Four laboratory-raised rats from the nursery were seropositive for Leptospira spp. The serovars were djasiman, patoc, and andamana. The lack of a sealed or strict enclosure room at the nursery may explain this, as synanthropic rats can access the facility. The highest titer obtained was to L. noguchii serovar panama (1,600) in an animal captured at Public Promenade, away from any livestock mammals that are the usual reservoirs for this strain14. To the best of our knowledge, there are no previous reports of infection with this serovar in rats.
The frequency of rats seropositive for T. gondii was consistent with previous studies, which reported a prevalence of 0.3% to 8% in other rodent species15,16. No significant differences between sexes were found in the frequency of T. gondii seropositive rats (p = 0.730) or sampling locations (p = 0.614) (Table 3).
|Public Promenade (n)||City Zoo (n)||Laboratory-raised nursery (n)|
The mean weight of seronegative rats was lower (234.43g ± SD 120.57) than that of seropositive rats (365.00g ± SD 21.21), but not significantly different (p = 0.134). There was also no significant difference when evaluating age stratification based on weight (p = 0.360) (Table 3). Seroprevalence may increase with age, as older animals are continuously exposed to contaminated environments.
Although the frequency of T. gondii was similar to that in previous studies, the role of rats in the lifecycle of this pathogen needs further investigation. Cats acquire the infection by hunting rats and birds5. However, a previous study with domiciled cats in Curitiba showed a seroprevalence of 16.3% for T. gondii, despite no association with hunting and/or outdoor access17. These results corroborate the low prevalence found in this study, indicating that rats may not be the main source of T. gondii infection in domestic cats.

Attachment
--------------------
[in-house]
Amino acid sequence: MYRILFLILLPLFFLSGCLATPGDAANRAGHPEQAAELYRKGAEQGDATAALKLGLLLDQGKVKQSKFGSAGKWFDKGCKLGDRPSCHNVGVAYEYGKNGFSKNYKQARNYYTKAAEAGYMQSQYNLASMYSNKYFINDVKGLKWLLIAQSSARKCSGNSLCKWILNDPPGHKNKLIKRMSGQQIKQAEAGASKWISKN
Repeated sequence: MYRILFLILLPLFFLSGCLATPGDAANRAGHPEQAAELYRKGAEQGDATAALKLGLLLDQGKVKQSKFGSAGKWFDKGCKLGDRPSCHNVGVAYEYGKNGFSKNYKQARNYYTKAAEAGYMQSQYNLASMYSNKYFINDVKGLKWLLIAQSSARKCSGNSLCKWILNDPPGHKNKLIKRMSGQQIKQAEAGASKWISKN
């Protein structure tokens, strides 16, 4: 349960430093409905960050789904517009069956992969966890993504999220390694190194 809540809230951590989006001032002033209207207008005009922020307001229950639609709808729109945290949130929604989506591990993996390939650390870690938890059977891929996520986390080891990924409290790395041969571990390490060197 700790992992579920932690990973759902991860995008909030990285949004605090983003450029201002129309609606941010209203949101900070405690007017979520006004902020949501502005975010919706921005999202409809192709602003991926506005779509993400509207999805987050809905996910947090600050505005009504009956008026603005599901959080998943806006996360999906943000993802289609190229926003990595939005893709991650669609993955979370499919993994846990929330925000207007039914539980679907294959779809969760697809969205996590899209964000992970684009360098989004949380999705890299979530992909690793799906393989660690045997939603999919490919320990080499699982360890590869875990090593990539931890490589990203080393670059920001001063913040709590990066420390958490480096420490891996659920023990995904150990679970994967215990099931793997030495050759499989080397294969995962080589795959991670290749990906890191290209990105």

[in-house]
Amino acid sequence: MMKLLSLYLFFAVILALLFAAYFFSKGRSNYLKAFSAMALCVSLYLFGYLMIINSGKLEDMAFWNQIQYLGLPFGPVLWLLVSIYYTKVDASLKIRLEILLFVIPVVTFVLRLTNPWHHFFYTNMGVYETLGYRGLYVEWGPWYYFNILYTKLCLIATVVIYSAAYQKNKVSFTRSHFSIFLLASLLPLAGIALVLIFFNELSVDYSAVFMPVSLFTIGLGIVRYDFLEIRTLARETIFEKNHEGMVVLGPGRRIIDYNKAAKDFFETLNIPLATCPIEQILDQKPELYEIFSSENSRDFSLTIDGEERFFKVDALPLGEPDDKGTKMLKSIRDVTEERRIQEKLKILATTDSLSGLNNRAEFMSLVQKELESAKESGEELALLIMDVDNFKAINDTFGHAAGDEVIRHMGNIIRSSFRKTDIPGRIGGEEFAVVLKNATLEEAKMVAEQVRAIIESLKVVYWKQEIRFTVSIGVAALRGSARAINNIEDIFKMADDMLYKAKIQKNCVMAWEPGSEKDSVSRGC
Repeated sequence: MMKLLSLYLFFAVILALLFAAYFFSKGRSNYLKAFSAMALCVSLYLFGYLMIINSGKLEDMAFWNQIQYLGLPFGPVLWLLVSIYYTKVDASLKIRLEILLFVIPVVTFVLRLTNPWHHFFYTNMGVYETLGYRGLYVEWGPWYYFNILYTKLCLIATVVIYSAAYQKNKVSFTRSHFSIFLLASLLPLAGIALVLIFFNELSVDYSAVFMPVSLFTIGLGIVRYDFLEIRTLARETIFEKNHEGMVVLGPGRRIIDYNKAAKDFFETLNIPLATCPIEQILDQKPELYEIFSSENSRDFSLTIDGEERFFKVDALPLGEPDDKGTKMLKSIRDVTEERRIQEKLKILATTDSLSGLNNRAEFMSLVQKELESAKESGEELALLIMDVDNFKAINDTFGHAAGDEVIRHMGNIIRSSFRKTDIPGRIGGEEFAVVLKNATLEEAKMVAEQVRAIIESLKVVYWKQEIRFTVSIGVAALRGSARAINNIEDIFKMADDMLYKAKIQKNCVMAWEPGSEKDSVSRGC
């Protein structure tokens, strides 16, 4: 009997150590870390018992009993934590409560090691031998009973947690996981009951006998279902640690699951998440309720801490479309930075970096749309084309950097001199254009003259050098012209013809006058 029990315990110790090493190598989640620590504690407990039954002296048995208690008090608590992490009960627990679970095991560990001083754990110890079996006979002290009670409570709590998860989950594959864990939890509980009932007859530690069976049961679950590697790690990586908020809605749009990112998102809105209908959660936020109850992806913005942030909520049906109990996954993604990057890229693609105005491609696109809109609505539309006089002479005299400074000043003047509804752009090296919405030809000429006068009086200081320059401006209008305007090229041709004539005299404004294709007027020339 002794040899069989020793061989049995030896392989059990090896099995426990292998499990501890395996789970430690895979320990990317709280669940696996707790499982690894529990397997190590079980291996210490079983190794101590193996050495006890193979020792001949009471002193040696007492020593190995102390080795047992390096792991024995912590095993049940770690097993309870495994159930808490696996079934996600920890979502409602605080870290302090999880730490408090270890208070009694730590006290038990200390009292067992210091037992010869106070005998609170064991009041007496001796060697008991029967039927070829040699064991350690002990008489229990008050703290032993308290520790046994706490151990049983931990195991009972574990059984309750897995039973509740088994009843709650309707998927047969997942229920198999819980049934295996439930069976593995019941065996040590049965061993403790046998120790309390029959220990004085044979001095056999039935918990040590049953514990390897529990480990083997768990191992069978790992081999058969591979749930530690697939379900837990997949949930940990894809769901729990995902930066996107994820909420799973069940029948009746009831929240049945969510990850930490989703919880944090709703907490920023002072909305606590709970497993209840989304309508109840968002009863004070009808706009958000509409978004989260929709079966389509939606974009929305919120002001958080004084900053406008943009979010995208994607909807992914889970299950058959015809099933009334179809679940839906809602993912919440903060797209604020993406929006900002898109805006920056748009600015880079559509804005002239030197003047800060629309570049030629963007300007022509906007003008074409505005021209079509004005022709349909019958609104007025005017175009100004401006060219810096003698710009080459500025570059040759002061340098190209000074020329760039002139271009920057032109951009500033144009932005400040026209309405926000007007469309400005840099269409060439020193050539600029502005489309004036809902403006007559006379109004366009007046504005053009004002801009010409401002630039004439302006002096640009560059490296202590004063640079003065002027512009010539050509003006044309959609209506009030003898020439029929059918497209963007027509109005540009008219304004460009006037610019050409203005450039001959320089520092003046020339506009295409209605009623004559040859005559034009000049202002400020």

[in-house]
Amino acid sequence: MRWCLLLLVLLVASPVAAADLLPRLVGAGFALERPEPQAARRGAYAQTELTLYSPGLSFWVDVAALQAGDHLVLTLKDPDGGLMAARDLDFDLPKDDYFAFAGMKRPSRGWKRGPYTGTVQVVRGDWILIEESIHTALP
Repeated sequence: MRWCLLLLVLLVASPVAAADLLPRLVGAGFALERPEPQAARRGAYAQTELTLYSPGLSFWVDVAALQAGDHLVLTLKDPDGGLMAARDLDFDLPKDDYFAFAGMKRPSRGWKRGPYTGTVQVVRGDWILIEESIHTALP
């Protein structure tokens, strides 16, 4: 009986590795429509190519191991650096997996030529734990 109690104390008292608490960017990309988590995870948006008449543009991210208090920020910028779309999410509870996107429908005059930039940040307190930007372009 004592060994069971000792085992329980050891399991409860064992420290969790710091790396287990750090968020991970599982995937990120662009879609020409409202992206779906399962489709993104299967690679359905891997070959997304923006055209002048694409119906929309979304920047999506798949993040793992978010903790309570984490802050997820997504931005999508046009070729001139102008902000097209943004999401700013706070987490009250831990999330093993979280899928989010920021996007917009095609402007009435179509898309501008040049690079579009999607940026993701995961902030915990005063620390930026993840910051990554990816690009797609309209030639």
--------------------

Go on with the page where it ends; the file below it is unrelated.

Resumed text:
Two captured rats showed co-infection with T. gondii and Leptospira spp. Although it is unlikely that Leptospiraspp. infection caused immunosuppression and facilitated a secondary T. gondii infection, further investigations are needed to establish the cause of this co-infection. Moreover, if the immune system fails to recognize bacteria as a potential threat or risk of disease1, serology may not be the ideal diagnostic technique to detect active infection in rats.
In summary, a relatively low frequency of T. gondii and Leptospira spp. infection was observed in rats from two zoos in Curitiba. The serological status of other species such as dogs, cats, captive animals, and humans for these pathogens has been reported to be higher. However, the serological frequency indicated a high prevalence of Leptospira spp. in the zoos’ synanthropic rat population. Future studies in Curitiba city should pinpoint the presence of these pathogens in rats and their importance as potential reservoirs. Finally, other diagnostic techniques should be included in surveillance studies for a better understanding of the role of free-ranging rats in spreading disease.
Capture and use of animals was approved by the Ethics Committee on Use of Animals of the Federal University of Paraná under protocol number CEUA/SCA (protocol number 057/2013). In addition, the study was approved by the city Secretary of Environment and officially included as part of the annual activities of the zoos.